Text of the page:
Theses and Dissertations

Title: Production and fatty acid profiles of cyclopoid copepod nauplii Apocydops panamensis

Name: Sumiarsa, Gede Suwarthama

Degree: PhD

Chair: R. P. Phelps


University: Auburn University

Location: Auburn, Alabama

Date: 2003

Pages: 170

Keywords: Production,fatty acid profiles,cyclopoid copepod nauplii,Apocydops panamensi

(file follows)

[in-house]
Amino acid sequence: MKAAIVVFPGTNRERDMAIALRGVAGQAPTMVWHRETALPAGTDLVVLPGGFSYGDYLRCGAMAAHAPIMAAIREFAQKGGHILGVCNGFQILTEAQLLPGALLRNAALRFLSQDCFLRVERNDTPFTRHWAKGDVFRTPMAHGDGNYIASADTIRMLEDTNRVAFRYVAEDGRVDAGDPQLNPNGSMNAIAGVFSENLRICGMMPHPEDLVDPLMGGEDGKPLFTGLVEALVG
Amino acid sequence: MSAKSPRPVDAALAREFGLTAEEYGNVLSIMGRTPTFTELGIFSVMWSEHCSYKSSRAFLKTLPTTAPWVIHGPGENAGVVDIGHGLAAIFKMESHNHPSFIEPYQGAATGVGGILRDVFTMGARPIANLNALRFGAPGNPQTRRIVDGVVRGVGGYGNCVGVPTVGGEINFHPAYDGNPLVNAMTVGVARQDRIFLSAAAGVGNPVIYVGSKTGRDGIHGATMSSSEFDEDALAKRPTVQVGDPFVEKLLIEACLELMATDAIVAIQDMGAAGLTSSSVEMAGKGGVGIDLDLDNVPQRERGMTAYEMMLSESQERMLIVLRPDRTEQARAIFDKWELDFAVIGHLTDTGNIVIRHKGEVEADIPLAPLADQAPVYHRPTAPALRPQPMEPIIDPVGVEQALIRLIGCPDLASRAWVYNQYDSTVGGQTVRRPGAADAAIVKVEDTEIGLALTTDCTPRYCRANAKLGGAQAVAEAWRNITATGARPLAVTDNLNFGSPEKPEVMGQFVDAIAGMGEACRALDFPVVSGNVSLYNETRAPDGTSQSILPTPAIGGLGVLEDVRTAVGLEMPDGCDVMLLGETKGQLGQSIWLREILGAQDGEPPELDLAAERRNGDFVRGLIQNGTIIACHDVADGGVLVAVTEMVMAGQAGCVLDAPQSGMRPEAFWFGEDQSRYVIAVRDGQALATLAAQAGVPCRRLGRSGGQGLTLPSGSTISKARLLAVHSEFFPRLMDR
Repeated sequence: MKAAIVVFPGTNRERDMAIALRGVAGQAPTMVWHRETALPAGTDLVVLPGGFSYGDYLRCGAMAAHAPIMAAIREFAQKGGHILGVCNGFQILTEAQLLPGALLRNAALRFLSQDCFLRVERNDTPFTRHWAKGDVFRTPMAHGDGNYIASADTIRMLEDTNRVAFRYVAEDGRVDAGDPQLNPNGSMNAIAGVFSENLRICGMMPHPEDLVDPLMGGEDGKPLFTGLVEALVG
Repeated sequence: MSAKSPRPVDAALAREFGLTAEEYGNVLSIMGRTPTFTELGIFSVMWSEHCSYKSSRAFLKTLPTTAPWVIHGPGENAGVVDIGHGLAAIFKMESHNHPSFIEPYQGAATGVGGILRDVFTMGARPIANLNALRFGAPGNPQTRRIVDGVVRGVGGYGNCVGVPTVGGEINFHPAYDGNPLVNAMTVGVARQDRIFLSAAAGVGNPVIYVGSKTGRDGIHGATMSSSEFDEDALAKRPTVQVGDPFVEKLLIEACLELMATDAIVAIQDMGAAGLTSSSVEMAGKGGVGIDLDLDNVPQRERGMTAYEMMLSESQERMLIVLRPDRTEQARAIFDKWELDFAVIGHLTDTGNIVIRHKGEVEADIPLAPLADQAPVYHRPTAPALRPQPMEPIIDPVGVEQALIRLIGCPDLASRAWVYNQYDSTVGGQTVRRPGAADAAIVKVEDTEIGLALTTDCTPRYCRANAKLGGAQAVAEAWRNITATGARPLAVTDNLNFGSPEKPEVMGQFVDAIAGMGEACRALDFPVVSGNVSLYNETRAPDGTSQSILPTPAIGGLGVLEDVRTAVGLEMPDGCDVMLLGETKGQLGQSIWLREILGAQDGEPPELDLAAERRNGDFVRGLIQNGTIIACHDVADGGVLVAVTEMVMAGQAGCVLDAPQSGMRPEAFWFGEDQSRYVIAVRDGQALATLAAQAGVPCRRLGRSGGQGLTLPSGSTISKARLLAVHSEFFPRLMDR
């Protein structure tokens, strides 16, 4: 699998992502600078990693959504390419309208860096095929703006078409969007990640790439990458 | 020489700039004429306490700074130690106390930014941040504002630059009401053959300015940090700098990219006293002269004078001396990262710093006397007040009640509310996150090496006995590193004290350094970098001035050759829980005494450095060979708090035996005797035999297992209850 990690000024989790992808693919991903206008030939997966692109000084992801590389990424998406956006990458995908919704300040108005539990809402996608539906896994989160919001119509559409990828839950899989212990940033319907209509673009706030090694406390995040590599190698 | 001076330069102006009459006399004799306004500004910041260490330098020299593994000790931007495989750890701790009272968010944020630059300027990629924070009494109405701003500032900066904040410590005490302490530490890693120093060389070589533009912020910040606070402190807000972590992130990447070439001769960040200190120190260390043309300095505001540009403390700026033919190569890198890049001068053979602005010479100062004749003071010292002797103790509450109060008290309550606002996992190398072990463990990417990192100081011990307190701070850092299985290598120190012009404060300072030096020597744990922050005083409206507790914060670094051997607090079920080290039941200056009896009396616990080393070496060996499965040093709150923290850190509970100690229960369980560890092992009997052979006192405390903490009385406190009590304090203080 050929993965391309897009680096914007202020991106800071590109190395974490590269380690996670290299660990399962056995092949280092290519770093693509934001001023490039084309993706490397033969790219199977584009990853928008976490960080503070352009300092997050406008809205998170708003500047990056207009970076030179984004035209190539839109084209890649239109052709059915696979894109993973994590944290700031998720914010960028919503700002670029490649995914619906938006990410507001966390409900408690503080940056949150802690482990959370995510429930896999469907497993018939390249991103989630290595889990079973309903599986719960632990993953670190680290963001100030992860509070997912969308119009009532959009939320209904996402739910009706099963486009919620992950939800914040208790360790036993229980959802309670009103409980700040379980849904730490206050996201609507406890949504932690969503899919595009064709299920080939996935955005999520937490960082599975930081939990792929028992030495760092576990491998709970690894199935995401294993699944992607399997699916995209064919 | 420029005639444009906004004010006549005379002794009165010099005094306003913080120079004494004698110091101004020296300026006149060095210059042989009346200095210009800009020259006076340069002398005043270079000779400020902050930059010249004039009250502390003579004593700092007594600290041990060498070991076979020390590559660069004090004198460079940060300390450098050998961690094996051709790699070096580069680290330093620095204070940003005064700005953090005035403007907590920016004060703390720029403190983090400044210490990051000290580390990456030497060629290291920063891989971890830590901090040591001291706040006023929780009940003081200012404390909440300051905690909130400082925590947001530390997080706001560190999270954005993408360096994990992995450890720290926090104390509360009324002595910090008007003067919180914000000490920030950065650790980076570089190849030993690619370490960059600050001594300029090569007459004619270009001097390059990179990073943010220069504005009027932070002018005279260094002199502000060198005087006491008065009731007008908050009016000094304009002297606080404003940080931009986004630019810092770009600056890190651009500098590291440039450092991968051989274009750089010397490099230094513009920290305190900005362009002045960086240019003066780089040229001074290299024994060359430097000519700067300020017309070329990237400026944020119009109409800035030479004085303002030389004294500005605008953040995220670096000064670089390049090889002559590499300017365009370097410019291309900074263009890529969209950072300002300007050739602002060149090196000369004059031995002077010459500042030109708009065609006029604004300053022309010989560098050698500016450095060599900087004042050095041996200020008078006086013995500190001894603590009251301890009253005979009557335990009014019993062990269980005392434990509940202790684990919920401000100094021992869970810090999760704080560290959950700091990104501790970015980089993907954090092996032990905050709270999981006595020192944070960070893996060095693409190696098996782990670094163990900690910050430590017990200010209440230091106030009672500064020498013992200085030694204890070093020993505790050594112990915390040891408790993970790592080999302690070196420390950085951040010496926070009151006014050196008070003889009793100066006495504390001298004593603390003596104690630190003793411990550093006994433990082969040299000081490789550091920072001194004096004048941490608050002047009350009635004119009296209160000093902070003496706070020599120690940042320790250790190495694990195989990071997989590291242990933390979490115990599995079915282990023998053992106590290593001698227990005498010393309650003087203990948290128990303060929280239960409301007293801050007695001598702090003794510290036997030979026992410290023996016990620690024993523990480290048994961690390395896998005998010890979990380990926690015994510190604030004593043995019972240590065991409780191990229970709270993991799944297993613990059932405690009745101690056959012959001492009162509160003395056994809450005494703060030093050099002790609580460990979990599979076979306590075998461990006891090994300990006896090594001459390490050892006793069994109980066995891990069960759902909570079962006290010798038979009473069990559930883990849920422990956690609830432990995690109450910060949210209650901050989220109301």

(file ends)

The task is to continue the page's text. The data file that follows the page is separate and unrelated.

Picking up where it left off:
A series of experiments was carried out to enhance the production and nutrition content of cyclopoid copepod nauplii Apocydops panamensis for use as larval food of the red snapper Lutjanus campechanus in the hatchery. The work was divided into two parts. Part I was performed to evaluate several fertilization regimes in brackishwater ponds to produce the copepod nauplii, and Part II was performed to assess the nutritional content of the copepod nauplii from several fertilization regimes, post-acclimation and post-enrichment procedures. Three experiments were completed for the production of copepod nauplii over a two-year period. Two experiments were carried out in 1999 for 30 and 36 days, respectively, assessing organic fertilizers: dehydrated alfalfa meal, menhaden fishmeal and wheat bran, each at an initial dose of 250 kg/ha, and fresh ground fish at 120 kg/ha. The third experiment was carried out in 2000 for 49 days assessing initial applications of 250 kg/ha rice bran and 250 kg/ha wheat bran with and without aeration. Inorganic 38:8:0 fertilizer was added in each regime at an initial dose 20 L/ha. Both organic and inorganic fertilizers were added weekly at half the rate of the initial dose. The results showed that the lowest and highest average copepod nauplii densities in these studies were between (mean ± standard error) 887 ± 172 and 5,080 ± 1,224 individuals/L, with no significant differences in mean copepod nauplii densities among the fertilization regimes in each study. However, the mean copepod nauplii density in wheat bran with aerated ponds in Study 3 was relatively high compared to unaerated ponds. Calanoid copepods Acartia sp. were vulnerable to an ectocommensal fouling disease, and they were succeeded by the cyclopoid copepod A. panamensis starting in the second-half of Study 1. Interactions among zooplankton and water quality are complex, and no one factor was a good predictor of copepod nauplii abundance. A series of studies was conducted in Part n to assess the lipid content and fatty acid profiles of the cyclopoid copepod nauplii A. panamensis under a variety of settings in the hatchery. Fatty acid profiles of copepod nauplii before and after acclimation were assessed. Four enriching materials Al Super Selco®, SaltCreek® Super Hufa, Algamac®-2000 and AquaGrow® were used to enrich copepod nauplii in half, normal and double doses of manufacturer's recommendation at three, six and twelve-hour exposure periods. In addition, lipid content and fatty acid profiles were also assessed from each solution material. Average lipid content of newly harvested copepod nauplii ranged from 5.66 to 7.76 % (g/100 g dry weight) with insignificant differences among regimes in Study 3. Mean lipid content of post-acclimated copepod nauplii after six hours was 3.85 ± 0.26 % (g/100 g dry weight) with a mean survival rate of 90.4 ± 3.4 %. All enrichment protocols restored lipid content and fatty acid profiles to levels similar to pre-acclimation. Based upon mean final lipid content, survival rate, DHA/EPA ratio, and time effectiveness, enrichment of copepod nauplii with Al Super Selco® for three hours was the most effective protocol evaluated.

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